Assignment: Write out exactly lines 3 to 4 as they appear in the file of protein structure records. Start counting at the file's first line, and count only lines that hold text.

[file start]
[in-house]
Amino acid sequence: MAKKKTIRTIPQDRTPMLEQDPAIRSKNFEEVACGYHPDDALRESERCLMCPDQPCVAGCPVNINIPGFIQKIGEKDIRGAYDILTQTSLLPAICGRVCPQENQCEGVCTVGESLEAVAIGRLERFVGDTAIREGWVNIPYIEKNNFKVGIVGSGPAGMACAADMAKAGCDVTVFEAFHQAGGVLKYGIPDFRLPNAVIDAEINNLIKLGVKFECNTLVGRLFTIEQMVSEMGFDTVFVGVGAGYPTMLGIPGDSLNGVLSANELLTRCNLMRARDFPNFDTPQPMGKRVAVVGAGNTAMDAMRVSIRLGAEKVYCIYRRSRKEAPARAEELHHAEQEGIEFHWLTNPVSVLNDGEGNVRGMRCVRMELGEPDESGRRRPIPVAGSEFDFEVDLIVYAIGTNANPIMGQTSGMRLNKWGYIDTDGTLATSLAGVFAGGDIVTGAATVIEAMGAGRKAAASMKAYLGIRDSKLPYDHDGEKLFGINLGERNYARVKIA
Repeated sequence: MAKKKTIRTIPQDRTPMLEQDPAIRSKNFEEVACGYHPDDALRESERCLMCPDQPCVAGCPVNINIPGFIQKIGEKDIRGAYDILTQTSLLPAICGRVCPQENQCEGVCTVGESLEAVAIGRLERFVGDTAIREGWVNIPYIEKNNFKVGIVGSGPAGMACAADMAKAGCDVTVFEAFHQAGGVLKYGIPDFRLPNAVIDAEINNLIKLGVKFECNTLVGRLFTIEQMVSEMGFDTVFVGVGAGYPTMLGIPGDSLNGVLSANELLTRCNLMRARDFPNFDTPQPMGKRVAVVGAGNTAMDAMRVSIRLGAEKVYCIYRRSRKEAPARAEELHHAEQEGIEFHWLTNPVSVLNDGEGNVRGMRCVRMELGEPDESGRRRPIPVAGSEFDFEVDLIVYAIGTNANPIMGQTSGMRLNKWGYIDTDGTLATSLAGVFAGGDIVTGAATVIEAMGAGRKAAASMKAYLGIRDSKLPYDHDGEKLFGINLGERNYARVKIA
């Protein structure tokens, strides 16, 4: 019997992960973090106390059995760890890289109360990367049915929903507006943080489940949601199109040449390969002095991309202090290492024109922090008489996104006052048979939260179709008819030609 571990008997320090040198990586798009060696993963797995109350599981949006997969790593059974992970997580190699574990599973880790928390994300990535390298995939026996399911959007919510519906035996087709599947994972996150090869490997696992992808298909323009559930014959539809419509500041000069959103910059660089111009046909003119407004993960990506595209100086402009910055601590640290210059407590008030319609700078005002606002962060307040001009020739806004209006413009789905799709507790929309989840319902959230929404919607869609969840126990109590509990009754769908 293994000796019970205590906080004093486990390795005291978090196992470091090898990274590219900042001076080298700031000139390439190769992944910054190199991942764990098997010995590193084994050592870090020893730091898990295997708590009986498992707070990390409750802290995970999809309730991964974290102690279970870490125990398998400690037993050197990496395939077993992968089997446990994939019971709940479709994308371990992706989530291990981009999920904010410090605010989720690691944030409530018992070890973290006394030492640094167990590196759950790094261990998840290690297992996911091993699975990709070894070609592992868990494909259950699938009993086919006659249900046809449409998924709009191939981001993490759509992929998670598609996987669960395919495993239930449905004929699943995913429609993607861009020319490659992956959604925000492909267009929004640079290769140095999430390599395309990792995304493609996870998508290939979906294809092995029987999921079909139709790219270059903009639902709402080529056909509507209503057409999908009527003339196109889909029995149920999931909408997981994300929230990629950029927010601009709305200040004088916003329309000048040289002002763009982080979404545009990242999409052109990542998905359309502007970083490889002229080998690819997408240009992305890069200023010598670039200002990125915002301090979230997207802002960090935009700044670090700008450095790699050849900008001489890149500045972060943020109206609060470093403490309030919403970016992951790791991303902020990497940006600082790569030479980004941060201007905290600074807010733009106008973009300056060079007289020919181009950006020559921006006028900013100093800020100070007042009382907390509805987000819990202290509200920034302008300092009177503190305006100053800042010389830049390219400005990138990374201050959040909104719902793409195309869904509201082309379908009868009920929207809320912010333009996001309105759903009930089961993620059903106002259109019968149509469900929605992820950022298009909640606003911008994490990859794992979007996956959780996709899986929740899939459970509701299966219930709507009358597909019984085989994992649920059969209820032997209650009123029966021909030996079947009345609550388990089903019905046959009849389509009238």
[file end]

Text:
Repeated sequence: MAKKKTIRTIPQDRTPMLEQDPAIRSKNFEEVACGYHPDDALRESERCLMCPDQPCVAGCPVNINIPGFIQKIGEKDIRGAYDILTQTSLLPAICGRVCPQENQCEGVCTVGESLEAVAIGRLERFVGDTAIREGWVNIPYIEKNNFKVGIVGSGPAGMACAADMAKAGCDVTVFEAFHQAGGVLKYGIPDFRLPNAVIDAEINNLIKLGVKFECNTLVGRLFTIEQMVSEMGFDTVFVGVGAGYPTMLGIPGDSLNGVLSANELLTRCNLMRARDFPNFDTPQPMGKRVAVVGAGNTAMDAMRVSIRLGAEKVYCIYRRSRKEAPARAEELHHAEQEGIEFHWLTNPVSVLNDGEGNVRGMRCVRMELGEPDESGRRRPIPVAGSEFDFEVDLIVYAIGTNANPIMGQTSGMRLNKWGYIDTDGTLATSLAGVFAGGDIVTGAATVIEAMGAGRKAAASMKAYLGIRDSKLPYDHDGEKLFGINLGERNYARVKIA
């Protein structure tokens, strides 16, 4: 019997992960973090106390059995760890890289109360990367049915929903507006943080489940949601199109040449390969002095991309202090290492024109922090008489996104006052048979939260179709008819030609 571990008997320090040198990586798009060696993963797995109350599981949006997969790593059974992970997580190699574990599973880790928390994300990535390298995939026996399911959007919510519906035996087709599947994972996150090869490997696992992808298909323009559930014959539809419509500041000069959103910059660089111009046909003119407004993960990506595209100086402009910055601590640290210059407590008030319609700078005002606002962060307040001009020739806004209006413009789905799709507790929309989840319902959230929404919607869609969840126990109590509990009754769908 293994000796019970205590906080004093486990390795005291978090196992470091090898990274590219900042001076080298700031000139390439190769992944910054190199991942764990098997010995590193084994050592870090020893730091898990295997708590009986498992707070990390409750802290995970999809309730991964974290102690279970870490125990398998400690037993050197990496395939077993992968089997446990994939019971709940479709994308371990992706989530291990981009999920904010410090605010989720690691944030409530018992070890973290006394030492640094167990590196759950790094261990998840290690297992996911091993699975990709070894070609592992868990494909259950699938009993086919006659249900046809449409998924709009191939981001993490759509992929998670598609996987669960395919495993239930449905004929699943995913429609993607861009020319490659992956959604925000492909267009929004640079290769140095999430390599395309990792995304493609996870998508290939979906294809092995029987999921079909139709790219270059903009639902709402080529056909509507209503057409999908009527003339196109889909029995149920999931909408997981994300929230990629950029927010601009709305200040004088916003329309000048040289002002763009982080979404545009990242999409052109990542998905359309502007970083490889002229080998690819997408240009992305890069200023010598670039200002990125915002301090979230997207802002960090935009700044670090700008450095790699050849900008001489890149500045972060943020109206609060470093403490309030919403970016992951790791991303902020990497940006600082790569030479980004941060201007905290600074807010733009106008973009300056060079007289020919181009950006020559921006006028900013100093800020100070007042009382907390509805987000819990202290509200920034302008300092009177503190305006100053800042010389830049390219400005990138990374201050959040909104719902793409195309869904509201082309379908009868009920929207809320912010333009996001309105759903009930089961993620059903106002259109019968149509469900929605992820950022298009909640606003911008994490990859794992979007996956959780996709899986929740899939459970509701299966219930709507009358597909019984085989994992649920059969209820032997209650009123029966021909030996079947009345609550388990089903019905046959009849389509009238």